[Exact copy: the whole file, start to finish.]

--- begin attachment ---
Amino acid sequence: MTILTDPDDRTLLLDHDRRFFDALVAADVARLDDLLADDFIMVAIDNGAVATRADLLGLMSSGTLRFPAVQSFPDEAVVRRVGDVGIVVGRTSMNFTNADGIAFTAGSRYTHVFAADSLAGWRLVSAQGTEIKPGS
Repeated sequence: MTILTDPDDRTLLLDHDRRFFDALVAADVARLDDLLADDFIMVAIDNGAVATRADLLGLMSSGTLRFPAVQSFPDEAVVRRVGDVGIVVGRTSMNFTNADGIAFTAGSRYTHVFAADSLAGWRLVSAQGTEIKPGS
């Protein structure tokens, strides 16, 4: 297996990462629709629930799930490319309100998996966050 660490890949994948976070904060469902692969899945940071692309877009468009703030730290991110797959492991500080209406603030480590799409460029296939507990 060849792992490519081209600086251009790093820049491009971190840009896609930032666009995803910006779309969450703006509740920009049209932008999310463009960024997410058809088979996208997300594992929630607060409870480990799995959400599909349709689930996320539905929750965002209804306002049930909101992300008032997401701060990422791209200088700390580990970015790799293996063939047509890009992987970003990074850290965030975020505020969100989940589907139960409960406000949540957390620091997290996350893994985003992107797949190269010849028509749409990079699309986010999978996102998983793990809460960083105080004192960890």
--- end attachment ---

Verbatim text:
Amino acid sequence: MTILTDPDDRTLLLDHDRRFFDALVAADVARLDDLLADDFIMVAIDNGAVATRADLLGLMSSGTLRFPAVQSFPDEAVVRRVGDVGIVVGRTSMNFTNADGIAFTAGSRYTHVFAADSLAGWRLVSAQGTEIKPGS
Repeated sequence: MTILTDPDDRTLLLDHDRRFFDALVAADVARLDDLLADDFIMVAIDNGAVATRADLLGLMSSGTLRFPAVQSFPDEAVVRRVGDVGIVVGRTSMNFTNADGIAFTAGSRYTHVFAADSLAGWRLVSAQGTEIKPGS
């Protein structure tokens, strides 16, 4: 297996990462629709629930799930490319309100998996966050 660490890949994948976070904060469902692969899945940071692309877009468009703030730290991110797959492991500080209406603030480590799409460029296939507990 060849792992490519081209600086251009790093820049491009971190840009896609930032666009995803910006779309969450703006509740920009049209932008999310463009960024997410058809088979996208997300594992929630607060409870480990799995959400599909349709689930996320539905929750965002209804306002049930909101992300008032997401701060990422791209200088700390580990970015790799293996063939047509890009992987970003990074850290965030975020505020969100989940589907139960409960406000949540957390620091997290996350893994985003992107797949190269010849028509749409990079699309986010999978996102998983793990809460960083105080004192960890």